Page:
Thai curries rich in flavour

Margaret
Margaret Prouse
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Curries, the seasoned, sauce-based dishes featuring meat, seafood or vegetables that feature prominently in Indian meals, are also important in other Asian cuisines.

As Thai restaurants appear in Canadian cities, many of us have had a chance to try Thai curries and know that they differ from Indian ones. For one thing, flavours are quite different. Although both Thai and Indian curries have complex flavours created by the blending of ingredients, the ingredients are different. Thai curries are flavoured with a number of herbs and aromatic leaves, rather than the mix of spices that combine to create the taste of Indian curries.

Thai curries are categorized by colour, with the most prevalent ones being red curries and green ones. The chief difference between them is that red curries are flavoured with tiny red chili peppers, and Thai green curries contain green chilies. It's a little counterintuitive for those of us who associate the colour red with heat, but when it comes to Thai chilies, it's the green ones that are hottest. I find that the spicy heat in Thai curries is balanced by the sweetness of coconut milk.

When ordering curries in a Thai restaurant, it is helpful to know that green curries are likely to be hotter than red ones. In many cases, you will be asked, also, whether you prefer mild, medium or hot. The "hotness scale" depends on the restaurant, but my taste often fits in at about a medium red curry.

Besides Thai chili peppers, either red or green, Thai curries contain sereh or lemon grass, which is sometimes available at the bigger grocery stores. It has long, thin leaves and a woody base, and the oil citral gives it a lemony flour and odour. It is the white base, found up to where the leaves begin to branch, that are used to flavour foods; the rest of the leaves are discarded.

Another ingredient is Southeast Asian shrimp paste. It is a sundried paste, often a purply-gray colour, made from finely ground shrimp mixed with sea salt. The strong odour of shrimp paste is not apparent when it is used in small amounts to flavour curry pastes and other mixtures.

This might be a good time to mention fish sauce, the salty brown sauce made from fermented fish, that is used widely in Southeast Asia. Like shrimp paste, it has a pungent smell that is neither offensive nor even noticeable when combined with other ingredients in a Thai curry.

Galangal is a rhizome (thick, horizontal, underground stem) with a ginger-pepper flavour.

It is often used in a powdered from, called Laos, as an ingredient in Thai curry pastes.

It is the leaves of the kaffir lime, grown in SouthesAsia and Hawaii, that are used to flavour Thai curries. They are glossy and dark green, with a double shape that makes it look like two leaves joined end to end. I understand that these can sometimes be purchased frozen, and sometimes dried, in Canadian stores, though I have never bought them.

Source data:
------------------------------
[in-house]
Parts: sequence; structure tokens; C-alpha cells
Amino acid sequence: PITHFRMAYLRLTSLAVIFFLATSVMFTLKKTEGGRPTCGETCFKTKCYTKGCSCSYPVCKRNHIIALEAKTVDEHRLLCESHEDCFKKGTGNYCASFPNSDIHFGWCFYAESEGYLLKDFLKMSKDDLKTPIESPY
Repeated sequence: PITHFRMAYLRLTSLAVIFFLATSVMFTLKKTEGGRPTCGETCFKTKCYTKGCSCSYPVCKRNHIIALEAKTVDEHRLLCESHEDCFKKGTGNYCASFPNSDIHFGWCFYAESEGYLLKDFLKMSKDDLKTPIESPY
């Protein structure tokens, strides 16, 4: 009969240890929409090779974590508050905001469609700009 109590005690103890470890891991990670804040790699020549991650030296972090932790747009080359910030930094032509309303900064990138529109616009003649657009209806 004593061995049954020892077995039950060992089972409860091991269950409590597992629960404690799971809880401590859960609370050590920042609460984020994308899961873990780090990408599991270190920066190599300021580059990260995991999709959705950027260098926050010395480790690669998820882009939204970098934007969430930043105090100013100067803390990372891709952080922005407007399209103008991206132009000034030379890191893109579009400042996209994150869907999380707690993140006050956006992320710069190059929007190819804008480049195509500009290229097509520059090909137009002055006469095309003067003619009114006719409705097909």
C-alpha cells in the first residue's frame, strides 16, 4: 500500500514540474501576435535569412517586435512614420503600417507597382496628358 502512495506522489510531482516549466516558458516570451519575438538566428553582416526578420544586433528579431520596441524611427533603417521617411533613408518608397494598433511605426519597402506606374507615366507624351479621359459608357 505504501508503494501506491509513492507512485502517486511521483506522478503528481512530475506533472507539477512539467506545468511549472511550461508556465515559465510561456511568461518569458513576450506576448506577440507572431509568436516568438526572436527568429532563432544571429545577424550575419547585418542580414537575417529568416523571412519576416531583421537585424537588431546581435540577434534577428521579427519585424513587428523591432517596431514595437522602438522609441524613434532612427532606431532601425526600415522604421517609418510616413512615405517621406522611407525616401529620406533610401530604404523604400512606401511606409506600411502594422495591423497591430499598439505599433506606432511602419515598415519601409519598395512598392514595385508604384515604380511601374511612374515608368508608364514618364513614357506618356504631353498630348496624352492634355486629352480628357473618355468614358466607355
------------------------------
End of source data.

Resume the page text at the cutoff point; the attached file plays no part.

The ingredients used in Thai curries can be difficult to come by in our part of the world, and curry pastes are widely used as the base for these dishes.

Some are bottled, some canned and some are sold in sealed plastic pouches packaged in plastic tubs.

As always, purists prefer to prepare their own curry pastes, but some experts in Thai cooking believe that you will get a more authentic Thai flavour by using a commercial curry paste than you would by using a homemade curry paste made with some of the common ingredient substitutions, such as grated lemon rind for lemon grass.

Generally, when making Thai curries, the cook fries the curry paste in coconut cream, heating it until the coconut fat separates; then stock, the protein (meat, seafood or chicken), coconut milk and seasoning are added and the mixture is further cooked until the sauce thickens and oil rises to the top of the mixture. If you see droplets of coconut oil floating on your curry, you can relax and know it is not a mistake; that's the way it should be.

Here is a recipe for a versatile sauce, based on Thai red curry paste, that can be used with any piece of grilled chicken or fish. Though not an authentic Thai red curry, it is easy to make and tasty.

Red Curry Sauce

Adapted from Chavich, Cinda: The Girl Can't Cook, Whitecap Books, Vancouver, 2004.

25 mL (2 tbsp) Thai red curry paste

250 mL (1 cup) coconut milk

5 mL (1 tsp) fish sauce

5 mL (1 tsp) brown sugar

250 mL (1 cup) chicken broth

25 mL (2 tbsp) lime juice

25 ml (2 tbsp) chopped cilantro

Combine all the ingredients, except the cilantro, in a saucepan and simmer over medium heat for 15 minutes until slightly thick.

Stir in cilantro just before serving. Drizzle over grilled salmon, halibut or chicken.

Makes 375 mL (1 1/2 cups)

Margaret Prouse, a home economist, can be reached by writing her at RR#2, North Wiltshire, P.E.I., C0A 1Y0, or by email at margaret@islandgusto.com.

 

Geographic location: Southeast Asia, SouthesAsia, Hawaii Vancouver North Wiltshire

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